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The Importance of Geosites and Heritage Stones in Cities—a Review

  • Patrick De Wever
  • François Baudin
  • Dolores Pereira
  • Annie Cornée
  • Grégoire Egoroff
  • Kevin Page
Original Article

DOI: 10.1007/s12371-016-0210-3

Cite this article as:
De Wever, P., Baudin, F., Pereira, D. et al. Geoheritage (2016). doi:10.1007/s12371-016-0210-3


Geology, as a scientific discipline, is often viewed as most applicable in high mountains or in deserts or coastal areas—or more generally in ‘natural areas’ where rock exposures are most conspicuous—and, therefore, not to be experienced by most visitors and tourists. In contrast, most geoscientists are convinced that geology can be practised on an everyday basis, as it is part of our daily life as a facet of the natural environment that humans have used for 100 s of thousands of years. Even in places where the natural world seems far from its original condition, one can still experience geology. This consideration is of increasing importance, as today, more than half the world’s population lives in towns and cities. In this context, we can still present geology to an interested public through establishing leisure walks, either guiding or using leaflets, easily carried booklets and even web ‘apps’. The style chosen aims to be accessible to a broader public, but crucially, in an urban context, there should always be an aim to demonstrate the relationship between geology and society, as well as architecture and history. Indeed, the realisation of many participants in such activities that building stones can belong to, and provide evidence of, both a natural and a built heritage can be a revelation.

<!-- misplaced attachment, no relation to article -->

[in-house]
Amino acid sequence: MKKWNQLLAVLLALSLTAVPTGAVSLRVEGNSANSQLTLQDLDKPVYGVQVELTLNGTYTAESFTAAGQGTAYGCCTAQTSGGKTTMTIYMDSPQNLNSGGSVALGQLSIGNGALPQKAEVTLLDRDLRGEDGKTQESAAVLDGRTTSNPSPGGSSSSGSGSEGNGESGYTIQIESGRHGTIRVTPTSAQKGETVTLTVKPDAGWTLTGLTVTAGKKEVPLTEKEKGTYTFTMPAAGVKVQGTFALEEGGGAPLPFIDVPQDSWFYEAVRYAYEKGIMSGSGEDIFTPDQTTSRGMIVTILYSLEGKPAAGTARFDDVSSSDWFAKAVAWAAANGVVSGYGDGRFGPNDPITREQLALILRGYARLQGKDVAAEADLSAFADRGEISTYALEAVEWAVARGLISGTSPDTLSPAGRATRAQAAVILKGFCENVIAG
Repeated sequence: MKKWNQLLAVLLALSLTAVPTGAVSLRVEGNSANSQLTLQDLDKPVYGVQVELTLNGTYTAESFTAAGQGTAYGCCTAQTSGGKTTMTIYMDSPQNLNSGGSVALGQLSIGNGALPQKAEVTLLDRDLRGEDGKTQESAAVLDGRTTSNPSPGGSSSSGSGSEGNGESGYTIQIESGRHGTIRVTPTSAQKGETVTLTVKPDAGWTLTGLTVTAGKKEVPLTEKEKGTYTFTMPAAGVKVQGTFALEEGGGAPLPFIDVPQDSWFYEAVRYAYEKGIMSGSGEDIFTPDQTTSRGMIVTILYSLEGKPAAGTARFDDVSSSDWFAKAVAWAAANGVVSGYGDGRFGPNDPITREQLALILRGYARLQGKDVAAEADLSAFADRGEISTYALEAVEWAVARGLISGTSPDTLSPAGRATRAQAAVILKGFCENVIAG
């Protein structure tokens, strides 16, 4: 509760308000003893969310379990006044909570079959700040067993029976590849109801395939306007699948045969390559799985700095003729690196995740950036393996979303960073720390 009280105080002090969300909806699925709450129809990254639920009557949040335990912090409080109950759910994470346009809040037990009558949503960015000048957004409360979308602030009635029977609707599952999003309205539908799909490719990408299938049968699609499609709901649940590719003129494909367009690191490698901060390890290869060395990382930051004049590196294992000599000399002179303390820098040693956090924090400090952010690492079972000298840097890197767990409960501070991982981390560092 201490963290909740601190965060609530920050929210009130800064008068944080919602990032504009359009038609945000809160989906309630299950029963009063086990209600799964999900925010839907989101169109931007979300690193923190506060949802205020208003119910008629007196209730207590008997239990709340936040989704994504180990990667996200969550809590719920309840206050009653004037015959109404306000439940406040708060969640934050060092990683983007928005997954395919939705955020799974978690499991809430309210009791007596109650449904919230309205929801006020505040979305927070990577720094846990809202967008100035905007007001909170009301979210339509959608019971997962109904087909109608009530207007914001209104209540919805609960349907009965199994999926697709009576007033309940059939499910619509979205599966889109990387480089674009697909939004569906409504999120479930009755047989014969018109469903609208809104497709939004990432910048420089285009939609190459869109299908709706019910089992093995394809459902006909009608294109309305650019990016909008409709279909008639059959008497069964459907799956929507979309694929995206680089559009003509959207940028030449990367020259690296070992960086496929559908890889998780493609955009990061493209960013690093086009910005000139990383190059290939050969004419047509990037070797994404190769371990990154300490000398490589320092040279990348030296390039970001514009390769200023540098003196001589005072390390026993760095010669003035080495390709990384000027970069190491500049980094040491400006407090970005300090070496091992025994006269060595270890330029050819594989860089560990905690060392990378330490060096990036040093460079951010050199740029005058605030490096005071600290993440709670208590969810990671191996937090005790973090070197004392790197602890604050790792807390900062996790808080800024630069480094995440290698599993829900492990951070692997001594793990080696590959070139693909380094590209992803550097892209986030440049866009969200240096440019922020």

Geoheritage Geotourism Urban geology Heritage stones Geosites 

Supplementary material

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High resolution image (TIFF 23235 kb) (1.5 mb)
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Copyright information

© The European Association for Conservation of the Geological Heritage 2016

Authors and Affiliations

  1. 1.Muséum National Histoire NaturelleParisFrance
  2. 2.Sorbonne Universités, UPMC - Univ. Paris 06ParisFrance
  3. 3.Department of GeologyUniversidad de SalamancaSalamancaSpain
  4. 4.School of Geography, Earth and Environmental SciencePlymouth UniversityPlymouthUK

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